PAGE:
Lately, with all of the buzz about potential tax changes that Congress and the White House have proposed, I have been getting a lot of questions from investors about entity structuring. Everyone wants to know if C Corporations will suddenly become the best entity structure for saving on taxes if the tax law lowers corporate tax rates. Although a potentially lowered tax rate does sound enticing, there are a few other reasons why C Corporations still may not be the best idea for investors. Let’s take a look at some of the details.
The most notorious criticism of C Corporations is double taxation. This is because C Corporations have their own tax rate, and taxes on net income earned in the business are paid by the corporation with corporation funds. In addition, if any money is taken out of the corporation by the investor, then they have to pay tax on that money as well on their personal returns with personal funds. Essentially, those funds are being taxed twice: once at the entity level when they are earned and again at the personal level when they are distributed as either dividends or payroll.
This is one of the reasons that pass-through entities are often viewed as better tax entities for investors. Instead of paying a corporate tax rate and then a personal tax rate, all of the earnings within the pass-through entity flow through to the personal tax returns where the taxes are paid. Subsequent dividends or distributions are not taxed separately again. They are essentially a tax-free transfer of funds.
For more than a century, home-ownership has come with a small bonus: The mortgage interest deduction. It allows borrowers to deduct the interest paid on their home loans from their income taxes. Real estate agents, home-builders and mortgage lenders have long used it as a selling point. Every so often it comes up in debate, but it is so popular that lawmakers are more than a little bit afraid to touch it. The future Trump administration apparently is not.
“We’ll cap the mortgage interest, but we’ll allow some deductibility,” said Steve Mnuchin on CNBC Wednesday after confirming that has been asked by President-elect Donald Trump to head the Treasury Department.
Greetings, everyone! Thanksgiving is a blessing in disguise. With your friends and family near, make this day as special as you can and thank them with your heart. May you have a wonderful time this season! Happy Thanksgiving!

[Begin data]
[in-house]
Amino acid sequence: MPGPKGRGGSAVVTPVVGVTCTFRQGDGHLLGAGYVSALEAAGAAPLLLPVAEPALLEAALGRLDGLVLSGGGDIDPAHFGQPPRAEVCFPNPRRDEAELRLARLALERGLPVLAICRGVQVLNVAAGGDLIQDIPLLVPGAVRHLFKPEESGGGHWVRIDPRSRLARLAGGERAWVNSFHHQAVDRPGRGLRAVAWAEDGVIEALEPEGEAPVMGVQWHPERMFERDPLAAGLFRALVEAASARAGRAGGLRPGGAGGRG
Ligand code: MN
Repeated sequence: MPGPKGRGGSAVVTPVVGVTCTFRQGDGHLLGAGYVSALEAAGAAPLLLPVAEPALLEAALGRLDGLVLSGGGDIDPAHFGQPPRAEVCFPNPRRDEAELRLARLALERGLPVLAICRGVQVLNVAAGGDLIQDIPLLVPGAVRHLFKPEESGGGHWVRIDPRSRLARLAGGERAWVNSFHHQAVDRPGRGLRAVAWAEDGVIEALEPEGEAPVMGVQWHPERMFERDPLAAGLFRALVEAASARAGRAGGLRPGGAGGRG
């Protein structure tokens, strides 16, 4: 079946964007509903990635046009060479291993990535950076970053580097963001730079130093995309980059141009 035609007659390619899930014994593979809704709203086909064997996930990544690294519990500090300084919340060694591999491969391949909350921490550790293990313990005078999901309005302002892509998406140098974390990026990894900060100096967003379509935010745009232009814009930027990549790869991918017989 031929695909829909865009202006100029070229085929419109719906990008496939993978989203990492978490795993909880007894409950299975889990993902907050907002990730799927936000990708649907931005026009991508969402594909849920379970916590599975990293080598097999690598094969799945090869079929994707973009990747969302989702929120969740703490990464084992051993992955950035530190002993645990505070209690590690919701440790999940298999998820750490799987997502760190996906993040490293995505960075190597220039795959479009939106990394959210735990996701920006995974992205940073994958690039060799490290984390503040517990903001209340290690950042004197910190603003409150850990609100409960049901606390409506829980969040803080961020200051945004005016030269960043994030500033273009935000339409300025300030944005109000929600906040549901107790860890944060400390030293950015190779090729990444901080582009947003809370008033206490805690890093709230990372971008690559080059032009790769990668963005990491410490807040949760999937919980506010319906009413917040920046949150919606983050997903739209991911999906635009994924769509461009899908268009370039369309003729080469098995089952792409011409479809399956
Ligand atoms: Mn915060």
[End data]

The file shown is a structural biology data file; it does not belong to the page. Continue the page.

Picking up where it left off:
The good weather’s on its way. Let’s fire it up!
Whether you’re a die-hard charcoal fan, or more of a “taste the meat not the heat” propane griller, I hope you enjoy these tips and recipes. One of the great joys of owning your own home is making a space for a little outdoor cooking. It can be hard to grill on an apartment balcony!
Beginning in January, several federal agencies are implementing new policies which are intended to address the lax underwriting standards that contributed to the housing crash more than five years ago.
For example, on Jan 10th, the Consumer Financial Protection Bureau will implement a new set of rules that were created to stem the predatory lending practices that are deemed responsible for the wave of foreclosures over the last five years.
We wish you and your family a very Merry Christmas that brings all the festive cheer and Happiness possible to make it a memorable time. Also, wishing you a Happy, Healthy and Prosperous New 2014 Year!
Property Management Company recognized for its Excellence in Property Management in Philadelphia, Bucks County and Montgomery County, Pennsylvania.
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PRLog (Press Release) - Oct. 18, 2013 - FREMONT, Calif. -- Fremont, California –Onyx Management Grouptop provider of property management services in Philadelphia, Pennsylvania proudly announced today that it received TReXGlobal’s 3R Award for being "Responsible, Reliable, and Recommended".
With summer coming to an end we are starting to prepare for a cold season. To help save energy and cost Onyx Management offers the following inspection and maintenance to be done at your properties. The cost for each inspection will be...
Landlords are likely to see a change soon in security deposit regulations, as a bill to clarify these rules moves toward final passage.
Under this proposed statewide law, landlords will be required to pay interest on security deposit funds, and to disclose to tenants where the funds are being held.
Additionally, the bill clarifies the rights of tenants to seek damages for wrongful withholding of deposits.